Tilapia Taste Test

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Last night I finally had a chance to taste Tilapia, the fish I had spoken about in previous postings. This fish is interesting as it is hardy, and therefore ideal for farming production. The majority of the fish in the United States are grown in aquacultural farms in South America, with some being grown commercially in Arizona and other Southern States.

When I had purchased the fish from my local Megamart, it was the final step in making a decision on the fish species I would like to experiement in farming within my small urban farm project. It was also the most important, because if the fish didn't taste good I wasn't going to bother with it.

The fish is a whitefish, very similar in texture to catfish. It was frozen whole, but was already cleaned. Being just under a pound, it provided little more than a taste to my entire family, but it was enough. The skeletal structure was very interesting, as the swim bladder seemed to be encased within a miniature rib cage directly below the spinal column. It was also a very bony fish, more so than trout or salmon.

In preparation, I had decided to try the fish smoked. We have a small smoking grill in the back yard that has worked well for trout and salmon, so it shouldn't have a problem with Tilapia. The only seasoning added to the fish was sprigs of lemon thyme and fresh rosemary. The fish was then butterflied, and pressed within a grilling cage. Then, onto the grill! The grill used hickory chips and mullberry logs for it's flavor. Partly because I prefer hickory, and also because I need to get rid of what is left of my mullberry tree that fell over two years ago in a storm.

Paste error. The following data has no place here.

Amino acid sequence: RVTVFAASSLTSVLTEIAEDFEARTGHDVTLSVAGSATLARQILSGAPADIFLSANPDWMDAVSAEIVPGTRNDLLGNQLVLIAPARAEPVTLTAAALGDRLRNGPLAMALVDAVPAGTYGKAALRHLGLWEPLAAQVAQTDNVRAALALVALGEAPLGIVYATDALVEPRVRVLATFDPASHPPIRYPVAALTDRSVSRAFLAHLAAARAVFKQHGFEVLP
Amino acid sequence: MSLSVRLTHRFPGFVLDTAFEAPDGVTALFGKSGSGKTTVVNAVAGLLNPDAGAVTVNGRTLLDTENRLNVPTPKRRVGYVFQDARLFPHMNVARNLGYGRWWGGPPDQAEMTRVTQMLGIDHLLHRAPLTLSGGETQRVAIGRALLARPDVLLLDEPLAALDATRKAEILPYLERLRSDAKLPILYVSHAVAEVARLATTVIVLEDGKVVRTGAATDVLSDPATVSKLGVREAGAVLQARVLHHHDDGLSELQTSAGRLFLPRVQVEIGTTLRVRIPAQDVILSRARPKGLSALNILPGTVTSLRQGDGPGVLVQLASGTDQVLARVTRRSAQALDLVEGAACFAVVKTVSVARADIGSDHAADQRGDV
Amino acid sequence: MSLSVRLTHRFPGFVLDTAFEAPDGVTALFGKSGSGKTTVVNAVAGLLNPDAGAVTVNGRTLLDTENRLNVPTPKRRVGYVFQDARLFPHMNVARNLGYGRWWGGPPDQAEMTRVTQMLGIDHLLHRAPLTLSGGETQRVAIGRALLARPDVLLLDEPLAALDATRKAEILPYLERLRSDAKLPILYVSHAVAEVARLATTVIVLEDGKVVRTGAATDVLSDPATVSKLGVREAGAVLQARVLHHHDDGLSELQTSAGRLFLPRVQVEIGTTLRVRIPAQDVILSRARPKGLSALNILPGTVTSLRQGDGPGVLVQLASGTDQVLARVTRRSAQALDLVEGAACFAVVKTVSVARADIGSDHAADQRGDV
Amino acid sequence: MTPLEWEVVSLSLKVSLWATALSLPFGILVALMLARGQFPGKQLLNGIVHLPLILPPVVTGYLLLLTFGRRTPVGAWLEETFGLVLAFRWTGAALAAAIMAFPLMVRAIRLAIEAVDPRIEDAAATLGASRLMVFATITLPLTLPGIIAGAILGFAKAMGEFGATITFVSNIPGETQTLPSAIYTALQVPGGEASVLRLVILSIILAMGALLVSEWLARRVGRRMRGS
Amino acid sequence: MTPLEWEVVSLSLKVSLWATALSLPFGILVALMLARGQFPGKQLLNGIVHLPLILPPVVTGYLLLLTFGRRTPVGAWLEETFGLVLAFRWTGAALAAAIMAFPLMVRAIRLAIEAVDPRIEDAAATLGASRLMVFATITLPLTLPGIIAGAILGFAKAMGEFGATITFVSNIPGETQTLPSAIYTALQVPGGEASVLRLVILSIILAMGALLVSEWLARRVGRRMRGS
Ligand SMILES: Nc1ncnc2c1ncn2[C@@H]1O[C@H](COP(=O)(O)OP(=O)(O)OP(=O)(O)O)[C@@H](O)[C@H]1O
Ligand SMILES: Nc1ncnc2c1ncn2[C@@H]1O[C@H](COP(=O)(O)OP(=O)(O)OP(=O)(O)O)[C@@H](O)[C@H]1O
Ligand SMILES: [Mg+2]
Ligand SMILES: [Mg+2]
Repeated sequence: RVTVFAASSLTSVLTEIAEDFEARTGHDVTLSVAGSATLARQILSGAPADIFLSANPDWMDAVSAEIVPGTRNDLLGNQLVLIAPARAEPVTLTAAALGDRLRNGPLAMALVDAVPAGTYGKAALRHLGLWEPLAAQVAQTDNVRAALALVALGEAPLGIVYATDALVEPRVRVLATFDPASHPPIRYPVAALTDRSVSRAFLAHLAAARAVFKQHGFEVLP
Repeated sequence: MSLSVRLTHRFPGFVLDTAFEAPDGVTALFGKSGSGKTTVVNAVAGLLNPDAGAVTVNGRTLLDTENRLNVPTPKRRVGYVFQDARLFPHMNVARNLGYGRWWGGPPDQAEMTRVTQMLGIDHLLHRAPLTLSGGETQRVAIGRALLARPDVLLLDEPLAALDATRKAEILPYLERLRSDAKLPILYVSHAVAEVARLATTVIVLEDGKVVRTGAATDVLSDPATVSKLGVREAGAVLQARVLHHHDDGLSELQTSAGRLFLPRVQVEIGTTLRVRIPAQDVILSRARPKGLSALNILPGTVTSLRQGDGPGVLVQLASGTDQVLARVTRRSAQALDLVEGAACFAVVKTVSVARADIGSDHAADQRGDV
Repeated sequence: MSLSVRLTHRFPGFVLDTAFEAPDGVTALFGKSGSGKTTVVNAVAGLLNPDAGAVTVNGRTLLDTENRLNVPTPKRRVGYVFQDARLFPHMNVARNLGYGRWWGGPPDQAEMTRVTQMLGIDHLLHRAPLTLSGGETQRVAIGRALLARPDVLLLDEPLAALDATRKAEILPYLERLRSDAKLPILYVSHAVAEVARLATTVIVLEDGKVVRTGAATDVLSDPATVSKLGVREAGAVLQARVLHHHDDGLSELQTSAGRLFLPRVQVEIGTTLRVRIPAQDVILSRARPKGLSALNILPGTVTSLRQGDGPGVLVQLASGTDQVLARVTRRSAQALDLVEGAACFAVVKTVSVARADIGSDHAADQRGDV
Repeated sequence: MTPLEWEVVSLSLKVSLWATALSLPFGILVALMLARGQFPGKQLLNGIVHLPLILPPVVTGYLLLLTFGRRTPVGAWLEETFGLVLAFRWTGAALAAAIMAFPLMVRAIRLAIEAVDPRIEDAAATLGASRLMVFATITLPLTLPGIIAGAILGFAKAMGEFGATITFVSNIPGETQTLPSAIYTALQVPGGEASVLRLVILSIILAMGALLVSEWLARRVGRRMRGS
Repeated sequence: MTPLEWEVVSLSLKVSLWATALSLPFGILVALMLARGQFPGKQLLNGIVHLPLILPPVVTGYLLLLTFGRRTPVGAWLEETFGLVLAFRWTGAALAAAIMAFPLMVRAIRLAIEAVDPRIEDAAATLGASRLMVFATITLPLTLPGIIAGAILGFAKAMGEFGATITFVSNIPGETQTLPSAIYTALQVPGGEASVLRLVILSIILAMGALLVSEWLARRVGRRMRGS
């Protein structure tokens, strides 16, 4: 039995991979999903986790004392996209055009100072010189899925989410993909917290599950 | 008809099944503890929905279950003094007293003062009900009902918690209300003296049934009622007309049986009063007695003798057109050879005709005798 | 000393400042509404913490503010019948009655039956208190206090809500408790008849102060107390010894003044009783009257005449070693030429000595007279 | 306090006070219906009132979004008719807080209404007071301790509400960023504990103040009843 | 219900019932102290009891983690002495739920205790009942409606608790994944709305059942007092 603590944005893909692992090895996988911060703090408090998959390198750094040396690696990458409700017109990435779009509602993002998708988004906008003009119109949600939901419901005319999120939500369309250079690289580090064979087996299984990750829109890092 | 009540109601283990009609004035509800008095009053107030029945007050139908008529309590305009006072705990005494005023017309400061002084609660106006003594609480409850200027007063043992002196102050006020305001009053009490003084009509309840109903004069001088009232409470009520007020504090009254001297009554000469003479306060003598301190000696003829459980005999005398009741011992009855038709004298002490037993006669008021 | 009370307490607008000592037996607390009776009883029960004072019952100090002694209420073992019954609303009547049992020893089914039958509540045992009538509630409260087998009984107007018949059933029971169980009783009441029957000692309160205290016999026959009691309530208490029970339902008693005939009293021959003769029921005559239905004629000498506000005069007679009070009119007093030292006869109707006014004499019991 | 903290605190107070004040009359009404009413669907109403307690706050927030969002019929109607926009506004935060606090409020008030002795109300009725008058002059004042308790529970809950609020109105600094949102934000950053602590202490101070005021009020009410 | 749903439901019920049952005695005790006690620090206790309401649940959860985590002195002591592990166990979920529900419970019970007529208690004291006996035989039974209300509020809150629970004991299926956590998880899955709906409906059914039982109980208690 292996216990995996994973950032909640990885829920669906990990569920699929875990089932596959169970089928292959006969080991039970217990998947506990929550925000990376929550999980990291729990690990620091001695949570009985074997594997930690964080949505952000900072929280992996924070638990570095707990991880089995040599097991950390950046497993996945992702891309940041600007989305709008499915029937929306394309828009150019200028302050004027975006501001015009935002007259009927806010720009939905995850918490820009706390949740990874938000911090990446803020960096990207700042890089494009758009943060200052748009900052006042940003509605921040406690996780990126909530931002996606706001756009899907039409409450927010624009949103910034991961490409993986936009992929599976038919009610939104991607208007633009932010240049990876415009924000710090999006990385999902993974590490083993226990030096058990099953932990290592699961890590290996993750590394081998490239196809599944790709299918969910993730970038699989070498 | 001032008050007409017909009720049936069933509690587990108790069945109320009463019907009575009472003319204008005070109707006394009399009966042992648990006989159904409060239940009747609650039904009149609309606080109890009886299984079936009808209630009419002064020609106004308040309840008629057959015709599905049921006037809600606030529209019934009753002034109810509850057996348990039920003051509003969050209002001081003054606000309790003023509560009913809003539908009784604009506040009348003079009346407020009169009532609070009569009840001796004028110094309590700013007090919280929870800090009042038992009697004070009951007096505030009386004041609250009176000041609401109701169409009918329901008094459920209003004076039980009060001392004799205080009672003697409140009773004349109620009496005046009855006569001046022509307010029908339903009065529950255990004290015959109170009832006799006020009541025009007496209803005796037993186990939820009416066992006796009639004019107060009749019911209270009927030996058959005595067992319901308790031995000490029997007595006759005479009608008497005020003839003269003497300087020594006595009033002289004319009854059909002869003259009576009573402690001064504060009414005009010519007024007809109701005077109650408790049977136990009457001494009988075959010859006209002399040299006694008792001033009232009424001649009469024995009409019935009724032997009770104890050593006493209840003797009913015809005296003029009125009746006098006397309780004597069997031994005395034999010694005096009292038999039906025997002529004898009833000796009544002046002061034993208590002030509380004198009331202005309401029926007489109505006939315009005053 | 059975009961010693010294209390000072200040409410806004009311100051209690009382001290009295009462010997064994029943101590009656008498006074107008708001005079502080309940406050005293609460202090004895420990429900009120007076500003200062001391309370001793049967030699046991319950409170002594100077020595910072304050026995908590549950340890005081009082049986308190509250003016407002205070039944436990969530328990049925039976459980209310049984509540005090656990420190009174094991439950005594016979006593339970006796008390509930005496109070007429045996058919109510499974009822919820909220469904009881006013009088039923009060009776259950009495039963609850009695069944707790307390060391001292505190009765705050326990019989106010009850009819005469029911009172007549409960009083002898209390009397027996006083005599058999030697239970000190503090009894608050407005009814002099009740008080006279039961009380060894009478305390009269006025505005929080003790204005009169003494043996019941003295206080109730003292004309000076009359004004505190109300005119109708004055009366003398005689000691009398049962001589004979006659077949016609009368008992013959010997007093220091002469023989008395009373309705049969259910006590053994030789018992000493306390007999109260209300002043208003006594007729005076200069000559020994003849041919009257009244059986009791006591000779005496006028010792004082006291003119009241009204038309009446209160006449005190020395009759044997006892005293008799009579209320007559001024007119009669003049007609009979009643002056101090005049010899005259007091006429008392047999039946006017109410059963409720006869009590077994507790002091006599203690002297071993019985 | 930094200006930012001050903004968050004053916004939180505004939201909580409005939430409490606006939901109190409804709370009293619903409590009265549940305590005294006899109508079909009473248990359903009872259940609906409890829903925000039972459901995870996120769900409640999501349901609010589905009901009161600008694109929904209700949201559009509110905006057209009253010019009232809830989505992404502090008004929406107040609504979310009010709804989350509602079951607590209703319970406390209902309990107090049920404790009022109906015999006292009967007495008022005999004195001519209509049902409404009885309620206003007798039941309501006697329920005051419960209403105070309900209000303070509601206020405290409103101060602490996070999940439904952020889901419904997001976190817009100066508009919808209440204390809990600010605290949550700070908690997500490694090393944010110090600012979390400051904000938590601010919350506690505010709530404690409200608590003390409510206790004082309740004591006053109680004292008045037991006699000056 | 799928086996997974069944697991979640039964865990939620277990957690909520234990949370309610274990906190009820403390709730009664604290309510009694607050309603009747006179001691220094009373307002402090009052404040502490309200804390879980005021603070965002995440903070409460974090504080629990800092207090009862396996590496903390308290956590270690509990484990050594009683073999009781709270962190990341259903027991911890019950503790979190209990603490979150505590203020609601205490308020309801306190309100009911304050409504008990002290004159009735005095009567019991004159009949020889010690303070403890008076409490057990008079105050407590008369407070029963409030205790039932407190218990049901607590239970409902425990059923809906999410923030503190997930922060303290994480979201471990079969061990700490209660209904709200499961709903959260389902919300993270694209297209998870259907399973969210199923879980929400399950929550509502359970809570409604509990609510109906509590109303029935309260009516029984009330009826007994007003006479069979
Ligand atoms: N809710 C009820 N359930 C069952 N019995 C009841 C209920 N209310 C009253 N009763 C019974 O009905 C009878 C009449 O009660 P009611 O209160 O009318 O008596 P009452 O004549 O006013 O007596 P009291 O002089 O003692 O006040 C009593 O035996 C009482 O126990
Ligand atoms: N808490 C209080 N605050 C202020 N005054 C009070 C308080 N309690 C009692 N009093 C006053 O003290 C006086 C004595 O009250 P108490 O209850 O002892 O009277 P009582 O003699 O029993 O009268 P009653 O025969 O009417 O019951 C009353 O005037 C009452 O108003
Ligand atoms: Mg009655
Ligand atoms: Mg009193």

We had smoked it for 1 hour, which turned out not to be long enough. Because of the colder weather, the fish had not cooked through completely, though the majority was completely cooked. Cooking was completed within an oven in the house.

The overall impression was good. The fish was tasty, in that it tasted like the smoke and herbs that were used to cook the fish. Tilapia generally doesn't have a taste, as it doesn't have a high fat content. It does, however, have a high protein content, which makes it an ideal source of protein. But, the fish does need to be seasoned, so it isn't eaten for it's flavor. I have heard some say that it has a muddy flavor, but I would say that this particular fish did not have that flavor. My guess is it has to do with the conditions the fish was raised, as opposed to the actual flavor of the fish.

So, as far as farming the fish, I think I still will. There is a potentially high retail value for the fish, which makes it valuable. That being said, I definitely intend to augment the Tilapia with another fish that is more flavorful. I will keep you posted as developments come regarding the fish I select to augment the Tilapia tank with.